Scotland’s hills should be alive with anticipation for the launch next week of homegrown author Jenny Colgan’s latest romance.
Set in the Highlands, where a tiny, mobile bookshop perches on the edge of a loch, it features a single mum sinking beneath the waves of London poverty when she is thrown a lifeline; a chance to manage the shop and live-in as nanny to the troubled kids of a widowed, antiquarian bookseller.
“I wanted to write a ‘Sound of Music’ book,” mum-of-three Jenny tells P.S.
“My publishers said ‘yes’, so it’s about a man on his own with a bunch of feral children and Zoe, who arrives with her own child to look after them. “There are no Nazis though,” she laughs.
But there are enough surprises in this deliciously feelgood story to make it one of the most addictive reads on offer this summer.
Ayrshire-born Jenny – who has a self-confessed passion for “far too much” cake, Dr Who (she’s written a string of books in the genre), Converse trainers, and very long books – adds: “It is romance but there is a hint of Scotland in it.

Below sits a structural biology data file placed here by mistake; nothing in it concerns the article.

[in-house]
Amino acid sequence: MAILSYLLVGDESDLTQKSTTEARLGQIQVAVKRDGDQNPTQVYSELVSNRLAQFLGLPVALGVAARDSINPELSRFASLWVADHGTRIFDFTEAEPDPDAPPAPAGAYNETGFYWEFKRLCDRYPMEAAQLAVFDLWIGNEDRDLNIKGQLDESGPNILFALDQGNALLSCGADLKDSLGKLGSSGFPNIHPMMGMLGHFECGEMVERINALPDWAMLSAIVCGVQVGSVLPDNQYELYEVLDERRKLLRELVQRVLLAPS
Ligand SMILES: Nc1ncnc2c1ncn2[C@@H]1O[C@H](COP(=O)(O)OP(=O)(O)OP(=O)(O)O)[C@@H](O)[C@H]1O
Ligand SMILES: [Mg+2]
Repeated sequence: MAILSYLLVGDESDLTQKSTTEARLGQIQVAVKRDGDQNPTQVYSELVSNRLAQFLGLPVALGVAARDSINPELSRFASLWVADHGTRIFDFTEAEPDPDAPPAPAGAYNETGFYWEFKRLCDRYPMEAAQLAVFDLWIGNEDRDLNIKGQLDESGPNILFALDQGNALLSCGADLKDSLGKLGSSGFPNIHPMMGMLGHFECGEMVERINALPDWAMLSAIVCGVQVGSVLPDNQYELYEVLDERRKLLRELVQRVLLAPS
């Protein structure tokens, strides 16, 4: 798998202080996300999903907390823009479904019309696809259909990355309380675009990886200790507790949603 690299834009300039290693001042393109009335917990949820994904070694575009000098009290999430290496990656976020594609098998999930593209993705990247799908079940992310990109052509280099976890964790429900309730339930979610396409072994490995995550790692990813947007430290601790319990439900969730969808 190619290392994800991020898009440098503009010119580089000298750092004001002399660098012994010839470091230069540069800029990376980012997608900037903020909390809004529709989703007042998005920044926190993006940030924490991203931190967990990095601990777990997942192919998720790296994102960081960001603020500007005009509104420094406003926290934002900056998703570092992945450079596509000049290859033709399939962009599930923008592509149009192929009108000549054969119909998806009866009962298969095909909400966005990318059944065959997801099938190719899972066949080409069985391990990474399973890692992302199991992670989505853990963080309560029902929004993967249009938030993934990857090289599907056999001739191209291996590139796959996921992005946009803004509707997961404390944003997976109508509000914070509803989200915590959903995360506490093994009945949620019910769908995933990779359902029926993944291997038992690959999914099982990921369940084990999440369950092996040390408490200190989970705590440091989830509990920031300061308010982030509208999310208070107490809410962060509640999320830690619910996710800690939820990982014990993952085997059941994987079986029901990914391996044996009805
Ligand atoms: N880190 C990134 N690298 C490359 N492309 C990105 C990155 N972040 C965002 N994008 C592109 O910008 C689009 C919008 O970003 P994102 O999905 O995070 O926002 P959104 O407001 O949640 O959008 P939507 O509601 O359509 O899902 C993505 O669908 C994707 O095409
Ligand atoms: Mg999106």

“I like to have characters that don’t know Scotland well, coming up and falling in love with the country.”
The best-selling writer, who went to Queen Margaret Academy in Ayr and later read philosophy at Edinburgh University, explains: “I left Scotland in 1992 before the Scottish Parliament even existed. My husband is a marine engineer and we went wherever the job took us.
“You take for granted the cultural life of Scotland and the music. I missed that when I was away. And although Scotland’s politics are complicated, it seemed to me to be a more optimistic Scotland than when I left; very sure of itself and more confident.”
Jenny, who lives near Edinburgh with husband Andrew and children Wallace, 14, Michael-Francis 10, Delphine, 9, and dog Nevil Shute, adds: “It was an interesting experience for me. I write about that quite a lot in the sense of yes, I am Scottish, but I can also see it through an outsider’s perspective.”
Rippling through the pages – like the gently lapping waves of the loch itself – is the peace, calm and wholesomeness of the Highlands; the antithesis of Zoe’s toxic life in London.
“The first thing Zoe does when she has to look after these children is turn off their internet,” says Jenny. “I am always looking for a simpler life where people are not constantly on the internet. I try to stick to simpler things like the landscape and food.
“The nicest thing is hearing someone say, ‘When I am reading one of your books it feels like I am there’. There is no better compliment for an author.”
Jenny Colgan The Bookshop On The Shore, Little Brown, £12.99
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